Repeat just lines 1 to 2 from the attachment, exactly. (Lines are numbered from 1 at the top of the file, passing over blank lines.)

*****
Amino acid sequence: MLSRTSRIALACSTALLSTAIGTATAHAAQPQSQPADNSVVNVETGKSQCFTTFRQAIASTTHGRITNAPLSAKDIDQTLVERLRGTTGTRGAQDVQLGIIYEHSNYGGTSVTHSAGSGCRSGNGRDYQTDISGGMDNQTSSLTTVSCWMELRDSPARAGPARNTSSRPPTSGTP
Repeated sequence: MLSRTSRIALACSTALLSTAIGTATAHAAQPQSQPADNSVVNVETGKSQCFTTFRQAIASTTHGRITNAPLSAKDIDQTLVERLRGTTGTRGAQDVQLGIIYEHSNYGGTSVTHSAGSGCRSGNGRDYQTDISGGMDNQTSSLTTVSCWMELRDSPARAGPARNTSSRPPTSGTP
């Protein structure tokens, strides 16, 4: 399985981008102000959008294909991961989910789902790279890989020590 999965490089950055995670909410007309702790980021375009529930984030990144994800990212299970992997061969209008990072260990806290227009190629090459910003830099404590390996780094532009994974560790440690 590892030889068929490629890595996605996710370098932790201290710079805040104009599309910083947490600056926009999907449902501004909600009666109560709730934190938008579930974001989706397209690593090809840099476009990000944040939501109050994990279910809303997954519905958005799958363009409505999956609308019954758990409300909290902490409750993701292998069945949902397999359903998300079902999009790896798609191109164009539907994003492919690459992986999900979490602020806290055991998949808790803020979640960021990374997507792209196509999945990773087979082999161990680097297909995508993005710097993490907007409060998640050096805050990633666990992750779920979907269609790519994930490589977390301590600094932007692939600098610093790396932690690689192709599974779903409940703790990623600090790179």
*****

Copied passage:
Amino acid sequence: MLSRTSRIALACSTALLSTAIGTATAHAAQPQSQPADNSVVNVETGKSQCFTTFRQAIASTTHGRITNAPLSAKDIDQTLVERLRGTTGTRGAQDVQLGIIYEHSNYGGTSVTHSAGSGCRSGNGRDYQTDISGGMDNQTSSLTTVSCWMELRDSPARAGPARNTSSRPPTSGTP
Repeated sequence: MLSRTSRIALACSTALLSTAIGTATAHAAQPQSQPADNSVVNVETGKSQCFTTFRQAIASTTHGRITNAPLSAKDIDQTLVERLRGTTGTRGAQDVQLGIIYEHSNYGGTSVTHSAGSGCRSGNGRDYQTDISGGMDNQTSSLTTVSCWMELRDSPARAGPARNTSSRPPTSGTP